• 57 Metascore
    • 50 Stephen Holden
    Struggling to get out from under the film’s too-cheery surface is a much more serious movie about grown-ups confronting the depredations of old age.
    • 57 Metascore
    • 60 Stephen Holden
    All it wants is to divert you for about 100 minutes and leave you with the glow of vicarious comradeship, as blue-collar blokes and drag queens pull together to save the day. Foot fetishists will drool.
    • 57 Metascore
    • 50 Stephen Holden
    Aside from Ms. Harris's performance, the main reason to recommend Natural Selection - very conditionally - is that its creator clearly has talent. He simply lacked the resources to make the movie he envisioned.
    • 57 Metascore
    • 60 Stephen Holden
    Had The Look of Love focused more acutely on the father-daughter relationship or explored Mr. Raymond’s relationships with his two sons, only one of whom appears briefly, it might have amounted to something more substantial than a keenly observed period piece that keeps a celebrity journalist’s distance from its subject.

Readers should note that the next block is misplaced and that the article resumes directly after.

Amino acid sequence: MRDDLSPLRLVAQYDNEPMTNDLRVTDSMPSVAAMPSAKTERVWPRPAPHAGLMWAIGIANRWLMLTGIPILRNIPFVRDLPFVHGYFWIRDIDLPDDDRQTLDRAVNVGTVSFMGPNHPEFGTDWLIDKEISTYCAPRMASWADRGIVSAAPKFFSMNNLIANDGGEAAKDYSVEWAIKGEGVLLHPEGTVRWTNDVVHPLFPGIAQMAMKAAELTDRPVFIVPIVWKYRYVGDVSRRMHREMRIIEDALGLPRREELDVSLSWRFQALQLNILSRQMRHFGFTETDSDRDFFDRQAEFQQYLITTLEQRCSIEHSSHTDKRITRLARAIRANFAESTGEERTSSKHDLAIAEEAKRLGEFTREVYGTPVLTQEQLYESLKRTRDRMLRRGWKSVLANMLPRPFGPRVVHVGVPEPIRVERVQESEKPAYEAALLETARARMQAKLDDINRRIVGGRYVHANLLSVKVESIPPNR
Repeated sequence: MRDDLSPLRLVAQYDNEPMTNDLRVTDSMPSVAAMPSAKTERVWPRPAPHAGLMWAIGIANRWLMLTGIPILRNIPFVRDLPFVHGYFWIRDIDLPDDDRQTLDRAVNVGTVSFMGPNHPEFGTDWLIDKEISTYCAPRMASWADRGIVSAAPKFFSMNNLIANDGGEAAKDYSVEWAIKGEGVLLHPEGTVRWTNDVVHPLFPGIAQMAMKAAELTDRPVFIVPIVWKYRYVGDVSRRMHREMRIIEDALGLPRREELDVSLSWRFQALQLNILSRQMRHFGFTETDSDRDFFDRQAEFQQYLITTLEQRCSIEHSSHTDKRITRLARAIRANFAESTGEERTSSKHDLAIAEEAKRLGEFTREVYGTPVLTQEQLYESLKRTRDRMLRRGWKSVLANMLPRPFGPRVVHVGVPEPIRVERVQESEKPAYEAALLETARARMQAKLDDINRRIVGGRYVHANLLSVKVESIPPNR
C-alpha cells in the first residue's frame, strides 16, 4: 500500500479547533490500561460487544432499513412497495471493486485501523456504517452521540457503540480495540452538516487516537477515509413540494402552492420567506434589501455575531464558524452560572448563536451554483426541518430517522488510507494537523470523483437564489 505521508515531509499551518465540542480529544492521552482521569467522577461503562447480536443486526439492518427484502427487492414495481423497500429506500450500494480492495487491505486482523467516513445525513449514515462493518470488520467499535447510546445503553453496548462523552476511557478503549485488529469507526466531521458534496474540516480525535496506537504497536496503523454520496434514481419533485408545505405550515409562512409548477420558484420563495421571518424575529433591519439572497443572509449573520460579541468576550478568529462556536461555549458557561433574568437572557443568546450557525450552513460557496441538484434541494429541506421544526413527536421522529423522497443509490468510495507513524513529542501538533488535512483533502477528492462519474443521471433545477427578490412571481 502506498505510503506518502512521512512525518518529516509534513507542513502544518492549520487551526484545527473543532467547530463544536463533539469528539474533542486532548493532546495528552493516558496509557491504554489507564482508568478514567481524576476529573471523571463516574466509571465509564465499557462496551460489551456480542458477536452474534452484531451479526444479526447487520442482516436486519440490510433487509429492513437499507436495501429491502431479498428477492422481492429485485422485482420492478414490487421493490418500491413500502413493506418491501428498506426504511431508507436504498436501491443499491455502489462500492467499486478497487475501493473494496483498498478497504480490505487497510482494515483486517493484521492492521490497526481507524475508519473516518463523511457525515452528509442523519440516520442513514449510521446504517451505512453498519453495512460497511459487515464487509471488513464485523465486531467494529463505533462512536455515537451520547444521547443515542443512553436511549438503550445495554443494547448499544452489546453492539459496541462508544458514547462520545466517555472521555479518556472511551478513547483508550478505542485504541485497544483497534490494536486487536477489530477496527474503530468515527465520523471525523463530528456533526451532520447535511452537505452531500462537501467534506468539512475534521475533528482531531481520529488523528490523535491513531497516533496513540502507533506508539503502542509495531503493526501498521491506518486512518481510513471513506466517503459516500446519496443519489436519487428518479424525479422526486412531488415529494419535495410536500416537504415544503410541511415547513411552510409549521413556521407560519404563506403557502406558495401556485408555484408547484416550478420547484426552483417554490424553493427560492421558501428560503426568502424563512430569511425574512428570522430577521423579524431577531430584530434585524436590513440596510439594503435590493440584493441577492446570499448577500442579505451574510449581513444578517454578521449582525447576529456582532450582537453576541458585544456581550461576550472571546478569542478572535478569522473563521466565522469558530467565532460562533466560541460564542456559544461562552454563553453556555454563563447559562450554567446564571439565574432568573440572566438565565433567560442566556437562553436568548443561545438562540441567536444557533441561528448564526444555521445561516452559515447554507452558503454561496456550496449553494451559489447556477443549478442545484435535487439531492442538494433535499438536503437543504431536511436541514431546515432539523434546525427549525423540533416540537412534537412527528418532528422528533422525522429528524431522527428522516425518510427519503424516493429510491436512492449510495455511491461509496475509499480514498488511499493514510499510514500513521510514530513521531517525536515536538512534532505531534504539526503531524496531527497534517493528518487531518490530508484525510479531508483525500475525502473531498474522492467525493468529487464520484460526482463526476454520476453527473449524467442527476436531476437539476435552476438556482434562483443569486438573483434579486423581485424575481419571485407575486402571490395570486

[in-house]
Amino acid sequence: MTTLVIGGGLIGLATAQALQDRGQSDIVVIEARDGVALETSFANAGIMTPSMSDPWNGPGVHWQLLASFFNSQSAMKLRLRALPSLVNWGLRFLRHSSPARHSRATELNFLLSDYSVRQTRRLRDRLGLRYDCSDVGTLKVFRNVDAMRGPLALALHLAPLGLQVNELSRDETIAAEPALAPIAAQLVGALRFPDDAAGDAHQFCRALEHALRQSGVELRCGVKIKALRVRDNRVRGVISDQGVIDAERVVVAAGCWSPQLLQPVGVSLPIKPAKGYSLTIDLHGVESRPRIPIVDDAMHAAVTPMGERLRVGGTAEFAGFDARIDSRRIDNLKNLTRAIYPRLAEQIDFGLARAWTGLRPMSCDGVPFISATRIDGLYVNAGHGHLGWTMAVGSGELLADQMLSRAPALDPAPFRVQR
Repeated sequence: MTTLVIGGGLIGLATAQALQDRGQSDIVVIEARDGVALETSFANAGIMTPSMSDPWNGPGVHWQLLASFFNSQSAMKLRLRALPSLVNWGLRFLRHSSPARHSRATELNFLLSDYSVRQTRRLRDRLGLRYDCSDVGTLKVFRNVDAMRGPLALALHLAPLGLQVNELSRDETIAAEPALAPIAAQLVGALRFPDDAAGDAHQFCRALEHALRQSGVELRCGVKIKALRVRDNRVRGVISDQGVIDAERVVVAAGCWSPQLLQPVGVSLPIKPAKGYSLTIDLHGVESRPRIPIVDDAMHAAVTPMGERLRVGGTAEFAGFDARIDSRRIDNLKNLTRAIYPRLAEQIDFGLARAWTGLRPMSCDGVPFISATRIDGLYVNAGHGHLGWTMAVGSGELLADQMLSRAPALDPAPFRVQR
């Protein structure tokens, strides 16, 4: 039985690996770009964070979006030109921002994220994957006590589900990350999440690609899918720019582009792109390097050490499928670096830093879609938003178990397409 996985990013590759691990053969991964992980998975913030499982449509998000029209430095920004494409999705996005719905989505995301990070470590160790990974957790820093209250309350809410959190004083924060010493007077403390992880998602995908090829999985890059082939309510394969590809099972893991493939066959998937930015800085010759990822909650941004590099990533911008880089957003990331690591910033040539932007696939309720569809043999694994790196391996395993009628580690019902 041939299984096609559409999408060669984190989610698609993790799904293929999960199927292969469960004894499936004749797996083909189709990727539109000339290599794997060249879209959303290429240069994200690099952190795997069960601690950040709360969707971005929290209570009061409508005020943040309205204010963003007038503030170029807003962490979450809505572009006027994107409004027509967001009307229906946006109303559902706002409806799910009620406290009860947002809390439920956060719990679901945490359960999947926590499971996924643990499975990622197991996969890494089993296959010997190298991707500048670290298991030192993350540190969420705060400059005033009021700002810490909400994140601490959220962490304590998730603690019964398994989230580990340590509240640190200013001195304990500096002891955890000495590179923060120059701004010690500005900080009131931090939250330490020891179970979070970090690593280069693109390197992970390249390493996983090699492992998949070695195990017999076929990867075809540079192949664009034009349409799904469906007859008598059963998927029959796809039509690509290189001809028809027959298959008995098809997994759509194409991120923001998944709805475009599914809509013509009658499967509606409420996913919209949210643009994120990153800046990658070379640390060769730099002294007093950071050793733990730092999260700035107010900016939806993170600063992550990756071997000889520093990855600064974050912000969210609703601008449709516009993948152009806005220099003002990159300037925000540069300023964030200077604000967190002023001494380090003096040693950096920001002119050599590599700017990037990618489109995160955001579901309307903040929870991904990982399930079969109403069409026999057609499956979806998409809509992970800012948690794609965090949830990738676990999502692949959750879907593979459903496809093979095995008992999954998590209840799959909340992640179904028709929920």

• 57 Metascore
    • 50 Stephen Holden
    If the characters are likable enough, they are underdeveloped and have little of the quirky individuality or dimension of the adventurous seniors portrayed in the superior (but sugarcoated) movie "The Best Exotic Marigold Hotel." For a truthful film about those final years, you'll have to wait for Michael Haneke's heartbreaking masterpiece "Amour," which is to open in December.
    • 57 Metascore
    • 40 Stephen Holden
    This spare, minimalist film is not realistic. It has the simplicity of a silent movie, and the blocking of the actors, especially in the scenes with Koistinen and Mirja, emphasizes the distances between them.
    • 57 Metascore
    • 50 Stephen Holden
    This much sweetness and light in a movie is all very well. But there's a reason that recipes for cake and cookies call for a pinch of salt. In Miss Potter, there is only a grain or two -- not enough to dilute the sugary overload. The film is the cinematic equivalent of a delicate English tea cake whose substance is buried under too many layers of icing.
    • 57 Metascore
    • 50 Stephen Holden
    Makes the best possible argument for a cautionary drama that contemplates the absolute worst in us.
    • 57 Metascore
    • 60 Stephen Holden
    Larry (Wild Man) Fischer, the psychotic songwriter and performer (found to be both paranoid-schizophrenic and bipolar) is sympathetically profiled in Josh Rubin's documentary.
    • 57 Metascore